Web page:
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Alone in the Dark: The New Nightmare

Score: 100%
ESRB: Teen
Publisher: Infogrames
Developer: Pocket Studios
Media: Cart/1
Players: 1
Genre: Survival Horror/ Adventure


Graphics & Sound:

It's Survival Horror in your pocket, and oh buddy, are you in for a surprise! Yeah, I looked at the screenshots too, and I thought they were nice for cut-scenes, but little did I know I was looking at actual in-game action shots! The giveaways are the little icons you'll see on some screenshots that show it really is you moving the character (Carnby) around in these excellent and detailed environments. They're static screens, to be sure, but the effect of 3D is heightened by having Carnby change size proportionally as he moves further away or gets closer to you. It may sound cheesy, but there's a reason most of Western art is based on using a vanishing point to imply perspective on a flat surface. The effect works really well, and makes you wonder why more people didn't try this for other games. As the name would imply, Alone in the Dark is dimly lit, even by Game Boy standards, which makes it a must for those well-lit areas. And, after you've been creeping around for a while in this game, a well-lit area is exactly what you'll be looking for! Incidental music adds to the scary vibe here, and disproves the idea that GBC is limited to a repetitive, dull score for games. Any fan of the great Survival Horror games can attest to how important music is to the total experience, and although you won't walk away whistling 'The Theme to Alone in the Dark,' you'll remember the vibe for a long, long time.

With the focus on stylized visuals, Infogrames didn't lose sight of how important strong menu and item design is to a good gaming experience. Anything you can pick up is either clearly defined and outlined in the manual, such as health or ammo, or it will stand out from the background and be very obvious. Entering battles brings up a new interface, which is easy to read, more brightly lit and intuitive to navigate through. Very nice, all the way around.


Gameplay:

Believe it or not, AITD for GBC is a full fledged Survival Horror game that may stretch your notions of what a Game Boy game is all about. The principles of a game like Resident Evil tend to be that it looks pretty, has plenty of atmosphere, puzzles and (of course) evil bad guys. AITD was an early set of games that tried to bring a spooky, 'haunted house' experience to PC gaming, and succeeded. Most of those games, although still being sold in package deals and bundles, are too antiquated to rouse our interest today, but the vibe was right. Spook-fests like Resident Evil, Silent Hill and others owe some fundamental debts of gratitude to AITD for breaking early ground in the market, and you can go all the way back to text adventures for examples of games that cultivated the fertile soil of fear. Emotionally, we don't need much to be pushed out of our comfort zone, and the big problem with a small system like GBC is making the experience believable. I'm not saying you'll jump out of your chair and scream like a little baby the way I did when I first played Resident Evil, but the vibe here is still right.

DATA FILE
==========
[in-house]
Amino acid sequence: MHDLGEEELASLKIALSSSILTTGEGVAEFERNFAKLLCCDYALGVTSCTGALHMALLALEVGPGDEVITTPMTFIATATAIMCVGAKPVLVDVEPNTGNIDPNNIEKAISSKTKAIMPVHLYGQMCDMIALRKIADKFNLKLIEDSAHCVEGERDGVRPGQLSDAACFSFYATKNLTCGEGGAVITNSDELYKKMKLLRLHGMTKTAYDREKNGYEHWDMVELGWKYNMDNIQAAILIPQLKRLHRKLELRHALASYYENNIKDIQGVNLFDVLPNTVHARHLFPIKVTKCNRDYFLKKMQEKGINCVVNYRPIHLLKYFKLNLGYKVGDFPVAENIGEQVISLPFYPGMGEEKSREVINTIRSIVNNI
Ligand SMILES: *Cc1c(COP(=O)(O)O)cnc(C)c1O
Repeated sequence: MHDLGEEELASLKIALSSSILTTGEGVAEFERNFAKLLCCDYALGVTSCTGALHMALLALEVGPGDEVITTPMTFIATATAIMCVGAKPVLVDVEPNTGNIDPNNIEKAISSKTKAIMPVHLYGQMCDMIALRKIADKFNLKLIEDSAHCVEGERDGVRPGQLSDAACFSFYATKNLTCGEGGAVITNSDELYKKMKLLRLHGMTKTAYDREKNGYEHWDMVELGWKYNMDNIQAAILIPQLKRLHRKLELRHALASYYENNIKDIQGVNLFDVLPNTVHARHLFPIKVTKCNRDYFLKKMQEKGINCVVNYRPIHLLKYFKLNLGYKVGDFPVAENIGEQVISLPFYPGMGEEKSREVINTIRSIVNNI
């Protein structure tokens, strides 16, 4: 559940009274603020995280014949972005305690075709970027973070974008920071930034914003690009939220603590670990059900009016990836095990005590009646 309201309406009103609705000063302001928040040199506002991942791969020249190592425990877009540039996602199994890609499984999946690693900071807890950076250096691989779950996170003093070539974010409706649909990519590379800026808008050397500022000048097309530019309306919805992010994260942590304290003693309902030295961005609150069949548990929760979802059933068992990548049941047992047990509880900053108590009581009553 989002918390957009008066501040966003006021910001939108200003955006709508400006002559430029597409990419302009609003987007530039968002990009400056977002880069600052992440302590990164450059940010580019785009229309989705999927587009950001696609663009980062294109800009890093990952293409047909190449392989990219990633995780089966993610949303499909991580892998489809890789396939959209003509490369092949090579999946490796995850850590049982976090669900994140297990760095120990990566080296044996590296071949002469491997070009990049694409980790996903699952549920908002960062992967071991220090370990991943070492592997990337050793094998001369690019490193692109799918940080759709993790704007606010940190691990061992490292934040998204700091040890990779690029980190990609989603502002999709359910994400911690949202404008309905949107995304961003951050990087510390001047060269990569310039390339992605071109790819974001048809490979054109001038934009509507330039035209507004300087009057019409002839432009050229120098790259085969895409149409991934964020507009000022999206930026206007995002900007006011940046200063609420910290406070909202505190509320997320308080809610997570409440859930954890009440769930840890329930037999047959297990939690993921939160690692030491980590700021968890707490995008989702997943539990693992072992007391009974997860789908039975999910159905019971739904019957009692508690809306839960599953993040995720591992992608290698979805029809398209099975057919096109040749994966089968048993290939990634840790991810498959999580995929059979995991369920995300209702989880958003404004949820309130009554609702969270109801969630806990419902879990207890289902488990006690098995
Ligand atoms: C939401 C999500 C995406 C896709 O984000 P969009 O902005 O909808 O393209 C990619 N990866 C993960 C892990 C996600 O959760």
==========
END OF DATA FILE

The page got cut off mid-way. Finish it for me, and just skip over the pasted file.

Edward Carnby is called on to research the death of his former mentor, Charles Fisk. Fisk died while doing some snooping for Aline Cedrac, who called him in to recover lost Indian artifacts that were stolen and secreted away to Shadow Island. Carnby will have to travel to Shadow Island and face his own fears as the creeps come out of the woodwork intent on nothing less than putting him in an early grave. After a long introduction, done with graphics and subtitles, we're thrown into AITD as Carnby, unarmed and carrying only the few essential he could take off the boat, along with a 2-way radio he'll use to stay in touch with Aline. Exploring is incredibly simple, and the controls involve moving Carnby with the D-pad and either picking up items from the environment to add to your inventory, or using the currently active item. The search/examine rule is in effect, so Carnby will comment on objects he thinks can be acted on, often giving you a hint as to what you should do. Once you have the right sequence of items or single 'key' item, you'll go back to the object and do your thing. Sound familiar? It should, as the formula doesn't seem to be changing anytime soon. Mostly, because it works. Battles pop up from time to time, and after some warning, Carnby's view changes to a battlefield image, not unlike an RPG or something like Parasite Eve. As long as you have ammo for your gun, you'll be able to defend yourself against groups of enemies who descend on you quickly. No one-shot kills for you, so keep moving and put some distance between yourself and the creatures, and when it's all over you're back in the game.